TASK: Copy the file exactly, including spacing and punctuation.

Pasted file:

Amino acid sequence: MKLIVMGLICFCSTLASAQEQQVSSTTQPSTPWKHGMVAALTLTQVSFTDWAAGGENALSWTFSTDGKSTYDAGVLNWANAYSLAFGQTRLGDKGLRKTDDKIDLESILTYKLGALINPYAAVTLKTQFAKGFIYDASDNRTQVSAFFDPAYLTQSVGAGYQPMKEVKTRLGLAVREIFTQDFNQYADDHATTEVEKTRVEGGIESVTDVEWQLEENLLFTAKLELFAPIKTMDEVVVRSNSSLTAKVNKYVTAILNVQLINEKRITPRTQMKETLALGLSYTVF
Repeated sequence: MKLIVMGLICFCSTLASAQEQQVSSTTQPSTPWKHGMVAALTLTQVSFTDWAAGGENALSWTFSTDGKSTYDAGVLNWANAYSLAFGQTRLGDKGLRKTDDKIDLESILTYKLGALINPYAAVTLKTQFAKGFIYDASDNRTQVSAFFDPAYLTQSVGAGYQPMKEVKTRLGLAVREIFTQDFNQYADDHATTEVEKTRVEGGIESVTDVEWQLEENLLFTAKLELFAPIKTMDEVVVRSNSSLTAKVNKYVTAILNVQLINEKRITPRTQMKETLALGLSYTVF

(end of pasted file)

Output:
Amino acid sequence: MKLIVMGLICFCSTLASAQEQQVSSTTQPSTPWKHGMVAALTLTQVSFTDWAAGGENALSWTFSTDGKSTYDAGVLNWANAYSLAFGQTRLGDKGLRKTDDKIDLESILTYKLGALINPYAAVTLKTQFAKGFIYDASDNRTQVSAFFDPAYLTQSVGAGYQPMKEVKTRLGLAVREIFTQDFNQYADDHATTEVEKTRVEGGIESVTDVEWQLEENLLFTAKLELFAPIKTMDEVVVRSNSSLTAKVNKYVTAILNVQLINEKRITPRTQMKETLALGLSYTVF
Repeated sequence: MKLIVMGLICFCSTLASAQEQQVSSTTQPSTPWKHGMVAALTLTQVSFTDWAAGGENALSWTFSTDGKSTYDAGVLNWANAYSLAFGQTRLGDKGLRKTDDKIDLESILTYKLGALINPYAAVTLKTQFAKGFIYDASDNRTQVSAFFDPAYLTQSVGAGYQPMKEVKTRLGLAVREIFTQDFNQYADDHATTEVEKTRVEGGIESVTDVEWQLEENLLFTAKLELFAPIKTMDEVVVRSNSSLTAKVNKYVTAILNVQLINEKRITPRTQMKETLALGLSYTVF